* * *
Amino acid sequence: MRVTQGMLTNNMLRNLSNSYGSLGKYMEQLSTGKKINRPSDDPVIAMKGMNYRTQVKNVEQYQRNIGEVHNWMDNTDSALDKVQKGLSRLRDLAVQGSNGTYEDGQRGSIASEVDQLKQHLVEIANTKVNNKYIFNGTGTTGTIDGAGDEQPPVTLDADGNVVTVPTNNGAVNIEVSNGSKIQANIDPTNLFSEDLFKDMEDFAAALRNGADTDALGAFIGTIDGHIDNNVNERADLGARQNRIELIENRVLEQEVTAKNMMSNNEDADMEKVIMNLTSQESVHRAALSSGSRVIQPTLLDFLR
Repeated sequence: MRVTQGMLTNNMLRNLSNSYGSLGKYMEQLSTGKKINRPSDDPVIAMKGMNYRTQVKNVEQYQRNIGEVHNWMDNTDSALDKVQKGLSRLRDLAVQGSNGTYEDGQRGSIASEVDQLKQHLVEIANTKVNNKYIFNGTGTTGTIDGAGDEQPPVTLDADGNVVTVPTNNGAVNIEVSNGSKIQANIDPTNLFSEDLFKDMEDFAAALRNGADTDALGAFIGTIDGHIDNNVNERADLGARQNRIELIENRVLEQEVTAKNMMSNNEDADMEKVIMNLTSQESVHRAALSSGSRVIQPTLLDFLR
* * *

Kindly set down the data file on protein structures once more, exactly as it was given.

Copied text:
Amino acid sequence: MRVTQGMLTNNMLRNLSNSYGSLGKYMEQLSTGKKINRPSDDPVIAMKGMNYRTQVKNVEQYQRNIGEVHNWMDNTDSALDKVQKGLSRLRDLAVQGSNGTYEDGQRGSIASEVDQLKQHLVEIANTKVNNKYIFNGTGTTGTIDGAGDEQPPVTLDADGNVVTVPTNNGAVNIEVSNGSKIQANIDPTNLFSEDLFKDMEDFAAALRNGADTDALGAFIGTIDGHIDNNVNERADLGARQNRIELIENRVLEQEVTAKNMMSNNEDADMEKVIMNLTSQESVHRAALSSGSRVIQPTLLDFLR
Repeated sequence: MRVTQGMLTNNMLRNLSNSYGSLGKYMEQLSTGKKINRPSDDPVIAMKGMNYRTQVKNVEQYQRNIGEVHNWMDNTDSALDKVQKGLSRLRDLAVQGSNGTYEDGQRGSIASEVDQLKQHLVEIANTKVNNKYIFNGTGTTGTIDGAGDEQPPVTLDADGNVVTVPTNNGAVNIEVSNGSKIQANIDPTNLFSEDLFKDMEDFAAALRNGADTDALGAFIGTIDGHIDNNVNERADLGARQNRIELIENRVLEQEVTAKNMMSNNEDADMEKVIMNLTSQESVHRAALSSGSRVIQPTLLDFLR